Budget airline easyJet has seen annual profits nosedive by 17% after taking a £101 million hit from the weak pound, but confirmed a boost from the demise of rivals and recent woes at Ryanair.
In her last set of results before taking on the top job at ITV, chief executive Carolyn McCall said it had been a "difficult" year for the industry as she posted headline pre-tax profits of £408 million, down from £494 million the previous year.
The pound's plunge since the Brexit vote took its toll on the carrier's bottom line, while a price war also left revenues per seat falling 7.8% with currency changes stripped out.
But the blow to its profits was not as bad as first feared thanks to a record performance in the final three months after a shambolic showing from rival Ryanair, which has had to cancel hundreds of flights after miscalculating pilot leave.
The group also said trading so far in its new financial year has been "encouraging" thanks to last month's collapse of Luton-based carrier Monarch, as well as the demise of Air Berlin and Alitalia's administration.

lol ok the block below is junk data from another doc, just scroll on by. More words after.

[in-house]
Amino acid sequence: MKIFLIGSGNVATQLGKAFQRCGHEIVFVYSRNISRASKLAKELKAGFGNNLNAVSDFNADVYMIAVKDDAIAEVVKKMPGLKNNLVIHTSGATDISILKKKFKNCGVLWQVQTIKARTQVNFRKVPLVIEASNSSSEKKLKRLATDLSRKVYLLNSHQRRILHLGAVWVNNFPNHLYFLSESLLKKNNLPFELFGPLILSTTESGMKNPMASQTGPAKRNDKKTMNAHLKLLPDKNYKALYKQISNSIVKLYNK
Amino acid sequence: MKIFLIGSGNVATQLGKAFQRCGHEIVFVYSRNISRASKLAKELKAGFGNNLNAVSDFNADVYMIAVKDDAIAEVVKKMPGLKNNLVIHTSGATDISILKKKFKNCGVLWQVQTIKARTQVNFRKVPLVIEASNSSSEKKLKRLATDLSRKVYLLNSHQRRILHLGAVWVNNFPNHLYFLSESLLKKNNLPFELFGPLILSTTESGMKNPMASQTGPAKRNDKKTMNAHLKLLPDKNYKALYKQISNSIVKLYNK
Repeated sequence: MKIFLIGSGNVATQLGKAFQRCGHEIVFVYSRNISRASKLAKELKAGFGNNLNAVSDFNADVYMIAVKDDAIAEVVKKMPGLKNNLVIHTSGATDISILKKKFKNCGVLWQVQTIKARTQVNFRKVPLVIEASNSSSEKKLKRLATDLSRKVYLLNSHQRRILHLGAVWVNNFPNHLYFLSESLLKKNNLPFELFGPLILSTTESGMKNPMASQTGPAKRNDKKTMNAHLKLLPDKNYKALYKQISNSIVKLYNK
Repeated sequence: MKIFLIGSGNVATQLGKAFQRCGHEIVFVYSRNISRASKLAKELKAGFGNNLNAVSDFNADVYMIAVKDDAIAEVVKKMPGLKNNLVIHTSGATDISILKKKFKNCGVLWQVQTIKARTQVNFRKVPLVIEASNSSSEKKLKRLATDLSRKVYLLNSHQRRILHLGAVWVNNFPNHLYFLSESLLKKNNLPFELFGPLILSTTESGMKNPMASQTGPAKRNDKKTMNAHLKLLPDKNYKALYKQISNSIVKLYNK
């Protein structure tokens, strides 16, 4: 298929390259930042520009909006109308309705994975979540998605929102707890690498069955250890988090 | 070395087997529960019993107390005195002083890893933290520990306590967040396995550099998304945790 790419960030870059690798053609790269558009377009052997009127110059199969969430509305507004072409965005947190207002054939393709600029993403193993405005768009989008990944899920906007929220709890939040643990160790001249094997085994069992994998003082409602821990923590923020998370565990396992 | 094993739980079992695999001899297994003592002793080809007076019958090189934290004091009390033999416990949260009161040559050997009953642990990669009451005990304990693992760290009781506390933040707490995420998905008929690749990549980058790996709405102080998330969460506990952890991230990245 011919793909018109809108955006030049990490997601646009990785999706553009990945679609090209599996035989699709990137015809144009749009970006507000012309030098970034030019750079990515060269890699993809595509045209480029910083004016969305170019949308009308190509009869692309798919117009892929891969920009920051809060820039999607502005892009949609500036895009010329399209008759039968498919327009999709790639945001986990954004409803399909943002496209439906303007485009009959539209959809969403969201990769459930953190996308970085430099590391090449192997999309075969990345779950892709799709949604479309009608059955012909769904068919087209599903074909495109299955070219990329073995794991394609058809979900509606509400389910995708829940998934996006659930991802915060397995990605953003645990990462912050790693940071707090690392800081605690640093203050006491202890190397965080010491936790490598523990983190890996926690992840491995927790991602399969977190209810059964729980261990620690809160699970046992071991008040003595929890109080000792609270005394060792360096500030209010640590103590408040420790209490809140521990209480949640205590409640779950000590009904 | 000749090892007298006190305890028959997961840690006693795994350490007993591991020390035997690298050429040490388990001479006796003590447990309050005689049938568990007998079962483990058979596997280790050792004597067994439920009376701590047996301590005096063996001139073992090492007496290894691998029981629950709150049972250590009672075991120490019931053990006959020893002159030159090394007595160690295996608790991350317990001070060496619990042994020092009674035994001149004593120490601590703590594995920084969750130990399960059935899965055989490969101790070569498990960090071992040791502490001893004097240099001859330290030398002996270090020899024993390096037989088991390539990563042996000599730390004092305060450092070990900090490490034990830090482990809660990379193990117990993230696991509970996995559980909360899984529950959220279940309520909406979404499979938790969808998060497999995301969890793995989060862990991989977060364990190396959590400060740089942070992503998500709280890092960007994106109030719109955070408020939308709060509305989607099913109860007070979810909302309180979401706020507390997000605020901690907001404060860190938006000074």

Forward bookings are higher than a year earlier, at 88% for the first quarter and 26% up for the second quarter, while it now expects revenue per seat to grow by "low to mid-single digits" in the first half.
However, the group stressed the outlook for the second half of the year was "very limited".
It also cautioned over costs of its deal to buy up to 25 aircraft from now-defunct Air Berlin as well as recruit up to 1,000 staff from the group, with the operation in Berlin Tegel expected to make a headline loss of £60 million, plus around another £100 million in other one-off costs.
Ms McCall said: "EasyJet delivered a robust performance during a difficult year for the aviation industry.
"Our planned approach of achieving number one or two positions at Europe's leading airports, friendly and efficient customer service and a continuous focus on sustainable cost control has put easyJet at a strategic advantage during a period when there have been bankruptcies and some airlines have struggled operationally."